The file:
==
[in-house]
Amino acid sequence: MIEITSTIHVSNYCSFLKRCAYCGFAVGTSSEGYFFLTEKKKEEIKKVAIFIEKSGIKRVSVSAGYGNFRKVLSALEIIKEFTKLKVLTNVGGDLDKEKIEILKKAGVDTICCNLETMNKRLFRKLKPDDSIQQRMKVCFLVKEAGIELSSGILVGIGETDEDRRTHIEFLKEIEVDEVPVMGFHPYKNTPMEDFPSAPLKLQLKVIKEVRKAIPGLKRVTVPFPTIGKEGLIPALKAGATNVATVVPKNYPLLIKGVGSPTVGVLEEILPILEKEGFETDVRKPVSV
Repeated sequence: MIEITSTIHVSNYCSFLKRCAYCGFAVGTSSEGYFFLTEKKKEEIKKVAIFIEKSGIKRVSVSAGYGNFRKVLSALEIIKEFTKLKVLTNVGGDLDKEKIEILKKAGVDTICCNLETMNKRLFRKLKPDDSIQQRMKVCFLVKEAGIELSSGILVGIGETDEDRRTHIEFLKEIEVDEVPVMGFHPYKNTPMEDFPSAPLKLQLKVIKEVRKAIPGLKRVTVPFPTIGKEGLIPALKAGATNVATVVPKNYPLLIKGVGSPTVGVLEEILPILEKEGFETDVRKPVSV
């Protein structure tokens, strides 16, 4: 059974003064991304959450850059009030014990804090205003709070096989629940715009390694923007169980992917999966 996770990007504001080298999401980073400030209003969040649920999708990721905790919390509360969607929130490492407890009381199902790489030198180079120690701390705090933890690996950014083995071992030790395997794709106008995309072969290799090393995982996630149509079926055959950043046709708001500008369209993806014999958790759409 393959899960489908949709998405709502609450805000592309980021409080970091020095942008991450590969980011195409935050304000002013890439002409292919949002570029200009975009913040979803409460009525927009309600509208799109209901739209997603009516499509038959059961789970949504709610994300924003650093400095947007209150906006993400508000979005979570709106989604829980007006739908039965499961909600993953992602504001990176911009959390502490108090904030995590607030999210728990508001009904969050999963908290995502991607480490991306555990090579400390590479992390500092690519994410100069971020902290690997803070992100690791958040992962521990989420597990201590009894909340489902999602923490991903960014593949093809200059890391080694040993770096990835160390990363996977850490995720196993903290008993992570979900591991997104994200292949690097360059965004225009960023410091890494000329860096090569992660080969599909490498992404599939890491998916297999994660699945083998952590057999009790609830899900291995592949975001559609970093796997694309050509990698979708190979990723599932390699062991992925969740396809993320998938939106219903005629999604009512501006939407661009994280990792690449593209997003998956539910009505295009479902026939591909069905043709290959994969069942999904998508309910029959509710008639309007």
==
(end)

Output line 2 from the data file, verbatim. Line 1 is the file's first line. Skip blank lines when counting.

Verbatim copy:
Amino acid sequence: MIEITSTIHVSNYCSFLKRCAYCGFAVGTSSEGYFFLTEKKKEEIKKVAIFIEKSGIKRVSVSAGYGNFRKVLSALEIIKEFTKLKVLTNVGGDLDKEKIEILKKAGVDTICCNLETMNKRLFRKLKPDDSIQQRMKVCFLVKEAGIELSSGILVGIGETDEDRRTHIEFLKEIEVDEVPVMGFHPYKNTPMEDFPSAPLKLQLKVIKEVRKAIPGLKRVTVPFPTIGKEGLIPALKAGATNVATVVPKNYPLLIKGVGSPTVGVLEEILPILEKEGFETDVRKPVSV